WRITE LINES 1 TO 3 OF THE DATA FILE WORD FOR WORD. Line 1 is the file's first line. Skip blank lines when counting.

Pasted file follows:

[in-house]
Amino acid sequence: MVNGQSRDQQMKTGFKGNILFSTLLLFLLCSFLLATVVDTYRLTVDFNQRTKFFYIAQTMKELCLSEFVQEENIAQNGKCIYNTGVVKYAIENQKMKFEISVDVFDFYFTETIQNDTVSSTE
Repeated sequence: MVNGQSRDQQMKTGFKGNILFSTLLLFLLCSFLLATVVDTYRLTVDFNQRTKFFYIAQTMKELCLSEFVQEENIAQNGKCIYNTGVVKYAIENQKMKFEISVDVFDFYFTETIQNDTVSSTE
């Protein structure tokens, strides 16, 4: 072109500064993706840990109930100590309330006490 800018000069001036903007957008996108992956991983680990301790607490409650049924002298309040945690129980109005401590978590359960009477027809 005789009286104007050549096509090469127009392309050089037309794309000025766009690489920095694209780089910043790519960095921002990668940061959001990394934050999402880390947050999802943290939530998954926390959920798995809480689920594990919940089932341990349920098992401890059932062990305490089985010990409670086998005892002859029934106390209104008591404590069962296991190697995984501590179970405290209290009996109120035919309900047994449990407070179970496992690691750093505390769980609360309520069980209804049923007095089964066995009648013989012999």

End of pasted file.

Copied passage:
[in-house]
Amino acid sequence: MVNGQSRDQQMKTGFKGNILFSTLLLFLLCSFLLATVVDTYRLTVDFNQRTKFFYIAQTMKELCLSEFVQEENIAQNGKCIYNTGVVKYAIENQKMKFEISVDVFDFYFTETIQNDTVSSTE
Repeated sequence: MVNGQSRDQQMKTGFKGNILFSTLLLFLLCSFLLATVVDTYRLTVDFNQRTKFFYIAQTMKELCLSEFVQEENIAQNGKCIYNTGVVKYAIENQKMKFEISVDVFDFYFTETIQNDTVSSTE